Reactive oxygen species and nitric oxide in myocardial ischemia and reperfusion

B. F. Becker, C. Kupatt, P. Massoudy, S. Zahler

Research output: Contribution to journalArticlepeer-review

29 Scopus citations


Oxygen radicals and reactive oxygen species (ROS) are known to be generated in large amounts under inflammatory conditions and in the first few minutes of postischemic organ reperfusion. Due to the interaction of ROS with nitric oxide (NO), formed constitutively by endothelial cells, two alternatives are feasible. On the one hand, reaction with superoxide radicals may induce toxification (formation of peroxynitrite), and, on the other hand, by reacting with superoxide and hydroxyl radicals, NO can serve as a radical scavenger (formation of the innocuous anions, nitrate and nitrite, respectively). However, NO is considered to play a pivotal role in numerous physiological and pathophysiological processes, with effects arising from both lack and surfeit of this easily diffusible and chemically very reactive molecule. Physiologic contributions to vascular dilatation and inhibition of platelet and leukocyte activation, e.g., are infringed by enhanced inactivation of NO. Such inactivation occurs readily due to spontaneous reaction of NO with the superoxide radical, formed, e.g., by stressed endothelial cells and activated leukocytes. Conversely, overproduction of NO by induced NO synthase (iNOS) may lead to circulatory shock, cell apoptosis or even cell necrosis. Caution would, thus, seem to be warranted when attempting to interfere with homeostasis of NO. We have investigated the ability of NO to act as a radical scavenger during myocardial reperfusion in experimental and clinical settings. In the former, inhibition of angiotensin converting enzyme was employed to generate more endogenous NO (via bradykinin), in the latter, low-dose sodium nitroprusside was used as the donor of exogenous NO in patients undergoing coronary bypass grafting. Inhibition of leukocyte adhesion, attenuation of platelet activation and mitigation of redox-stress and inflammation were observed in both instances. Accordingly, modest enhancement of NO levels should afford cardioprotection during reperfusion.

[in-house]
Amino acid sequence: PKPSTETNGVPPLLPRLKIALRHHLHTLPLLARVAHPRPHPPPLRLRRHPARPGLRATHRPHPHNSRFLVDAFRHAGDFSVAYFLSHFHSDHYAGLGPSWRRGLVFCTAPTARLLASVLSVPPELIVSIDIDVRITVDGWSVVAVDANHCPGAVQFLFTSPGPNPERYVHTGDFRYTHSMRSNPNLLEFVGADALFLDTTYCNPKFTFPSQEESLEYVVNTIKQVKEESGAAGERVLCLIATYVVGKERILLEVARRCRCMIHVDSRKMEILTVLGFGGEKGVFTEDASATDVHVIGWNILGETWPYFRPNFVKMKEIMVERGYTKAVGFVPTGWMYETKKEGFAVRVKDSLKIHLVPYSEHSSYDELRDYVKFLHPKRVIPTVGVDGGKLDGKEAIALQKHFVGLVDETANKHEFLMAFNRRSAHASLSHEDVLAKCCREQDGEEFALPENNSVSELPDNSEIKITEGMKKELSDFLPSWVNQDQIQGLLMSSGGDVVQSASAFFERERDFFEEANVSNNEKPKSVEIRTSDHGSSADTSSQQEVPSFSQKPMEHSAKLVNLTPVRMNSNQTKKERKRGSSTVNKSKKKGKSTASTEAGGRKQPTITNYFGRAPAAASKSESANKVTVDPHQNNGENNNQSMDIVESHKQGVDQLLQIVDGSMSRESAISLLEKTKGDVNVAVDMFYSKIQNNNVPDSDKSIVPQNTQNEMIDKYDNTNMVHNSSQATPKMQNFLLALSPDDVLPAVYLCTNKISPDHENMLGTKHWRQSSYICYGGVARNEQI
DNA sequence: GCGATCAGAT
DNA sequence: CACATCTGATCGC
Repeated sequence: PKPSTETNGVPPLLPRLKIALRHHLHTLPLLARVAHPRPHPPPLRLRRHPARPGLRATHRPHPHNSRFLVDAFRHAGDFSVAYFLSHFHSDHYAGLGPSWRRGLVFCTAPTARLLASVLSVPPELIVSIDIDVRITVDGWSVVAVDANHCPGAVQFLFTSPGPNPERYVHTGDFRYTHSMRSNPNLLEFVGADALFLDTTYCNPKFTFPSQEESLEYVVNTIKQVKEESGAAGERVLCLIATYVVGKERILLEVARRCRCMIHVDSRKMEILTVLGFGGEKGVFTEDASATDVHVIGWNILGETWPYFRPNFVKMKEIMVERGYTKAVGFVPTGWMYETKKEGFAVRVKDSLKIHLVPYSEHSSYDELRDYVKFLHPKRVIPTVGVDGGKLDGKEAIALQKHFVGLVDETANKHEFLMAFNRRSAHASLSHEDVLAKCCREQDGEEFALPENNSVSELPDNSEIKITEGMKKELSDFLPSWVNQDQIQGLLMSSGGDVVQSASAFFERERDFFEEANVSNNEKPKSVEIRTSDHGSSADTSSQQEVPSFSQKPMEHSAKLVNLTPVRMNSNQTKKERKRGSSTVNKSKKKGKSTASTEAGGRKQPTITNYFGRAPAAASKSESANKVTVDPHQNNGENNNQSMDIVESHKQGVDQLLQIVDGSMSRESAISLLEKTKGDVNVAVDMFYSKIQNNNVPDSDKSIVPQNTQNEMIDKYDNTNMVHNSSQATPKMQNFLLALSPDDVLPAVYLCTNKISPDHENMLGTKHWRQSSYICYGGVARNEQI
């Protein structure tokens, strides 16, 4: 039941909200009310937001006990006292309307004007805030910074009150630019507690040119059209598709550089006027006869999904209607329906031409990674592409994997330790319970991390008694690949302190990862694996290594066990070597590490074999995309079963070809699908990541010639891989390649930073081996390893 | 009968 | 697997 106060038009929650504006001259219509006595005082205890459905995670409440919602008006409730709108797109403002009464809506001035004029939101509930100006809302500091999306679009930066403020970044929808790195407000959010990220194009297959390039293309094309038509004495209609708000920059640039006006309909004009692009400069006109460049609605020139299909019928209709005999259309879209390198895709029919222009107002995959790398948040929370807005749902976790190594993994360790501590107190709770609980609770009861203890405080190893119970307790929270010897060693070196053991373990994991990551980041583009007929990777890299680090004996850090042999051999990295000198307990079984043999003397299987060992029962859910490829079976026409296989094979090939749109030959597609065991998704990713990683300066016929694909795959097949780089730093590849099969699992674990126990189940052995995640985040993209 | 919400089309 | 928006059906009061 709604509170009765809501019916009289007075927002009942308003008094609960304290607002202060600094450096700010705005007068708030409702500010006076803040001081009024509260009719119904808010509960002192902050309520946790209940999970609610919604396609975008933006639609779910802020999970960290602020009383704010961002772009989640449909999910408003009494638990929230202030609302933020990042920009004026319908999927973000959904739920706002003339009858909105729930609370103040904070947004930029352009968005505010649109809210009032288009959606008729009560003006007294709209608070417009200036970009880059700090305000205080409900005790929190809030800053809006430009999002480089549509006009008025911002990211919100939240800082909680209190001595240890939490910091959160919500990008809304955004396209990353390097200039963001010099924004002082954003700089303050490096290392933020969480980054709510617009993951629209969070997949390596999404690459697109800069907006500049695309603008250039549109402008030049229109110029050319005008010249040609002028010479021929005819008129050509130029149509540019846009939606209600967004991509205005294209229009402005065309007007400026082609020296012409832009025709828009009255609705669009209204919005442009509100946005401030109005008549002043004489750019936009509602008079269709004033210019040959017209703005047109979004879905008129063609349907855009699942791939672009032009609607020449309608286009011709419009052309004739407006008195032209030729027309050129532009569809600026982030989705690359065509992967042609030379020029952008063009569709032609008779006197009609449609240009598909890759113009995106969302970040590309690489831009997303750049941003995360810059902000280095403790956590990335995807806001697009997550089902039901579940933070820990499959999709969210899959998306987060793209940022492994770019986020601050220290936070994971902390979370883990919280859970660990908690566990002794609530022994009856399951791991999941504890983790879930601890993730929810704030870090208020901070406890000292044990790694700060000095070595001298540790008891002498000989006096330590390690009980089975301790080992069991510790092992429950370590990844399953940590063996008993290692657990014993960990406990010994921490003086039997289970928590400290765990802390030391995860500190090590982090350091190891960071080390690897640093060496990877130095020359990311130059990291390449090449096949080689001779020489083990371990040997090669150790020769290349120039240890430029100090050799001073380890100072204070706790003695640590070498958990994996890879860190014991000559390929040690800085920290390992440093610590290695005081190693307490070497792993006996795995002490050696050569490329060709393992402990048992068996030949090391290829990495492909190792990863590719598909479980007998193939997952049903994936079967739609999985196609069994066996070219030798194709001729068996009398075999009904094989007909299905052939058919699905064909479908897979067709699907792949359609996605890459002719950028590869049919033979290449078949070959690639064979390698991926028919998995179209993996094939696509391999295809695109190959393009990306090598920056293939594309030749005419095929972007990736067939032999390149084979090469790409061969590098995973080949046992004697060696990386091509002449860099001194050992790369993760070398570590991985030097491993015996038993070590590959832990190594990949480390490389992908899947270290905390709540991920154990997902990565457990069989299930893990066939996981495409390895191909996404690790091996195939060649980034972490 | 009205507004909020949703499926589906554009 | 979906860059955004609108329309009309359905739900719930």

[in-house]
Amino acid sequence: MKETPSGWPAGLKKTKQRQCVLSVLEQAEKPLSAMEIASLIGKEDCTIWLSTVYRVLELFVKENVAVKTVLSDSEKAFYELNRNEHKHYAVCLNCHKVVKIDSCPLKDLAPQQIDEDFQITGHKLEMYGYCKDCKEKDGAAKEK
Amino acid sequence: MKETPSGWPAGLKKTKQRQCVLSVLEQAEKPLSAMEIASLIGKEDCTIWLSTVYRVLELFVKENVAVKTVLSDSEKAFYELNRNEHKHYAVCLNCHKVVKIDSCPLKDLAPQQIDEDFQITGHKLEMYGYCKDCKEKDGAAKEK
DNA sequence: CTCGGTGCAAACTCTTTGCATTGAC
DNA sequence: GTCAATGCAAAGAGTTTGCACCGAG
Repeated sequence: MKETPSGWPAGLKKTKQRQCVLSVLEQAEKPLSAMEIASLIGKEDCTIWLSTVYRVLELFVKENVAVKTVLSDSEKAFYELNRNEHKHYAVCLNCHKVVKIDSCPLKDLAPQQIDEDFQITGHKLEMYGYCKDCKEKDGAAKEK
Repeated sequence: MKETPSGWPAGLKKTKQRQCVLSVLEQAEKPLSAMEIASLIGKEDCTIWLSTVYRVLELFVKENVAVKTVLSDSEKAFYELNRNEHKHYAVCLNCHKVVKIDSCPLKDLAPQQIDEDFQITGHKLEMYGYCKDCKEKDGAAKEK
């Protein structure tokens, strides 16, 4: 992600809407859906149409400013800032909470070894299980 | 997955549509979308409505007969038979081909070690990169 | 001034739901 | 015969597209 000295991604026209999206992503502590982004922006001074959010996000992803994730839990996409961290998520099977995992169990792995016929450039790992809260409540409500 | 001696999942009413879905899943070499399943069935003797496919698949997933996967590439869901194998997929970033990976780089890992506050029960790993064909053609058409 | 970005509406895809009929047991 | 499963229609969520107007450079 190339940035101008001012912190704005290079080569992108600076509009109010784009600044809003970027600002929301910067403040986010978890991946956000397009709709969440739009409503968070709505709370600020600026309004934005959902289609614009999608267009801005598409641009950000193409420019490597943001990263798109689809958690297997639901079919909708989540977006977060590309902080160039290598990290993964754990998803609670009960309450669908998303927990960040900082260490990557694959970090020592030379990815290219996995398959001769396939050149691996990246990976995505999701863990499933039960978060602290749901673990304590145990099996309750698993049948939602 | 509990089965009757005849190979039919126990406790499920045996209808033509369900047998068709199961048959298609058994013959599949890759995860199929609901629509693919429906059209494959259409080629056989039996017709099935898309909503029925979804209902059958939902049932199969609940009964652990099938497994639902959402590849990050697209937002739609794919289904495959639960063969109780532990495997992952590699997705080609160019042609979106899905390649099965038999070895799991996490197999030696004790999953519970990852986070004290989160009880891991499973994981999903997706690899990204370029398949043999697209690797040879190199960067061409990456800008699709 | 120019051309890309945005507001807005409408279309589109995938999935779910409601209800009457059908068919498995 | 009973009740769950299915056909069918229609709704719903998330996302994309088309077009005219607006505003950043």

Original languageEnglish
Pages (from-to)IX88-IX91
JournalZeitschrift fur Kardiologie
Issue numberSUPPL. 9
StatePublished - 2000
Externally publishedYes


  • Glutathione
  • Inflammation
  • Leukocyte
  • Nitrate
  • Nitric oxide
  • PMN
  • Peroxynitrite
  • Platelet
  • Superoxide
  • Urate


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